Tesla Contract Worker Sues Company Over Burn Injuries

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By Fatima Hussein

A Tesla Motors Inc. contract worker is suing the company in California court after suffering second- and third-degree, full-body burns in a fiery explosion at the company’s Fremont, Calif., plant in June 2017.

In his complaint filed May 21, Son Nguyen claims his injuries are so extensive from the explosion that threw him 15 to 20 feet, he now suffers from permanent orthopedic and neurological traumatic brain injuries, “among other catastrophic permanent injuries,” according to the complaint.

Nguyen is suing Tesla Motors Inc. along with “Does 1 to 50,” companies associated with Tesla, according to the complaint.

Nguyen’s lawsuit claims Tesla maintains an environment of hazardous work conditions, by using old, used, and unsafe equipment in its manufacturing processes.

Nguyen said Tesla “prioritized production numbers over the safety of workers, did not want to disrupt production activities at the Tesla plant, even though defendants, and each of them, had specific knowledge that de-energization of the busway was a proper safety pre-caution for the safety of Plaintiff and Plaintiffs employer in performing electrical work at the worksite,” according to the complaint.

A Tesla representative was unavailable for comment when Bloomberg Environment contacted the company late May 22.

Installing Vehicle Stations

Nguyen was hired to work at the plant as an electrician trainee by Mark III Construction, a Sacramento-based firm, and was tasked with installing 36 supercharger electric vehicle stations at the Fremont plant.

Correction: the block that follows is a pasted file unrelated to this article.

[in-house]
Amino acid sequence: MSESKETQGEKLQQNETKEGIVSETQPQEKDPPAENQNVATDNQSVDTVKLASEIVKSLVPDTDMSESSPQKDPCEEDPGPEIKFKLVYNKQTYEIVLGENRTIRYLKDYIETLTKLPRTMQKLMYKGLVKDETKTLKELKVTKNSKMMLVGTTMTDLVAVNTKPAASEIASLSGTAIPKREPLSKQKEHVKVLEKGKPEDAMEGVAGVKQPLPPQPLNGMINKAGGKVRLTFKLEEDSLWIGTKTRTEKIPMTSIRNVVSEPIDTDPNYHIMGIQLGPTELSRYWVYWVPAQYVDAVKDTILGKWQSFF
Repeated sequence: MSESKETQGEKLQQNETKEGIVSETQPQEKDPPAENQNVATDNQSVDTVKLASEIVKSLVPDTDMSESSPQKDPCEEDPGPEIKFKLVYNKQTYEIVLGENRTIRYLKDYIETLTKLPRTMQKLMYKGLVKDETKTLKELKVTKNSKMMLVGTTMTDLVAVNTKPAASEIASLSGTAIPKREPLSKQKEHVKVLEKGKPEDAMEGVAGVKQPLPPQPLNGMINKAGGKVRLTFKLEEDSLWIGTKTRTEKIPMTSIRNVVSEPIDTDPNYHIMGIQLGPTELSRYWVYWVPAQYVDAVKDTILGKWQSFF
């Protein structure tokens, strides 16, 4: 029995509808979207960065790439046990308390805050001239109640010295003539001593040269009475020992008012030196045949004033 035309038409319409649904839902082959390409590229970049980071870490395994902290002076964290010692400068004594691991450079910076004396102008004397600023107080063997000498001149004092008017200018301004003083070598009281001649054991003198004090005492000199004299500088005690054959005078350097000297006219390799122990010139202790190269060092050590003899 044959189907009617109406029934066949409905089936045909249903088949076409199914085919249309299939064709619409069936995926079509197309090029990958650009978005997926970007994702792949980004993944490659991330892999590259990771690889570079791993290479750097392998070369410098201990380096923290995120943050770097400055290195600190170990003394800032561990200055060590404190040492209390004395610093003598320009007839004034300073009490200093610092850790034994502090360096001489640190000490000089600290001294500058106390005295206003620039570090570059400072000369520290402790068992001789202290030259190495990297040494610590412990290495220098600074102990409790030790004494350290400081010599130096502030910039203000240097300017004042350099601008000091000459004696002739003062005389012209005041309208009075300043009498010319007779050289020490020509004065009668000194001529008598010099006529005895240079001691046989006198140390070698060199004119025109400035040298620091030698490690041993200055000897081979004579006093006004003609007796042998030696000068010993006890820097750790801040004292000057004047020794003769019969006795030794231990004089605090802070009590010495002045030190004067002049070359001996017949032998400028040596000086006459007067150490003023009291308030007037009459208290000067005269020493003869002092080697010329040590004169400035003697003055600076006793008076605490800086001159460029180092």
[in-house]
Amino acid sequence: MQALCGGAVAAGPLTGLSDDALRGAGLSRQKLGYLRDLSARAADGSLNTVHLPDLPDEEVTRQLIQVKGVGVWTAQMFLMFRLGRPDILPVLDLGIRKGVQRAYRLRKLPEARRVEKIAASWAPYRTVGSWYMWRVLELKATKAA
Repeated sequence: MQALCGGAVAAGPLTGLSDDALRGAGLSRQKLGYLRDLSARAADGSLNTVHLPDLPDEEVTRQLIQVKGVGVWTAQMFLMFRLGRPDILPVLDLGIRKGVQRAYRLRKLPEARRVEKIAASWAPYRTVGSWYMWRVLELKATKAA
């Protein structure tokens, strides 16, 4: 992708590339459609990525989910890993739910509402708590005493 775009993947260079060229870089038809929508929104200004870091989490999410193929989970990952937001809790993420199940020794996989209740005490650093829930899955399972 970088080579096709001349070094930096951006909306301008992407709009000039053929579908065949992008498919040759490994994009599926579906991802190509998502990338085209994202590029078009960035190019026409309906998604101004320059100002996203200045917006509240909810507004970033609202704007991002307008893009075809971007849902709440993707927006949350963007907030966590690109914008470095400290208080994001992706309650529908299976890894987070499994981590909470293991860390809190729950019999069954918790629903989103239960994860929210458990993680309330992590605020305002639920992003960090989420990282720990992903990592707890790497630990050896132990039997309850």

On June 5, 2017, a California Occupational Safety and Health Administration inspection notice says Nguyen “was engaged in wiring a bus plug,” when the explosion—a type of electrical explosion known as an arc flash—occurred.

After the explosion, Nguyen was hospitalized and treated for burns to his chest, face, arms, and hands.

Investigators subsequently gathered information indicating that the arc flash occurred when a ground wire fell and made contact with live wires, the OSHA report states.

Mark III Construction’s scope of work included installing bus plugs, cables, and conduits, among other electrical equipment to transmit electricity from the busway to the electric charging stations.

Mark III is not a party in the lawsuit, however, on the date of the incident, Cal/OSHA inspectors cited Mark III for the incident, not Tesla. The company was fined $52,800.

A representative from the company declined to comment to Bloomberg Environment May 22.

The lawsuit was filed in California Superior Court May 21.

Annie Wu, Nguyen’s attorney—along with Anthony L. Label— at the Veen Firm PC, declined to comment on pending litigation.

The case is Nguyen v. Tesla, Inc., Cal. Super. Ct., RG18905617, 5/21/18.

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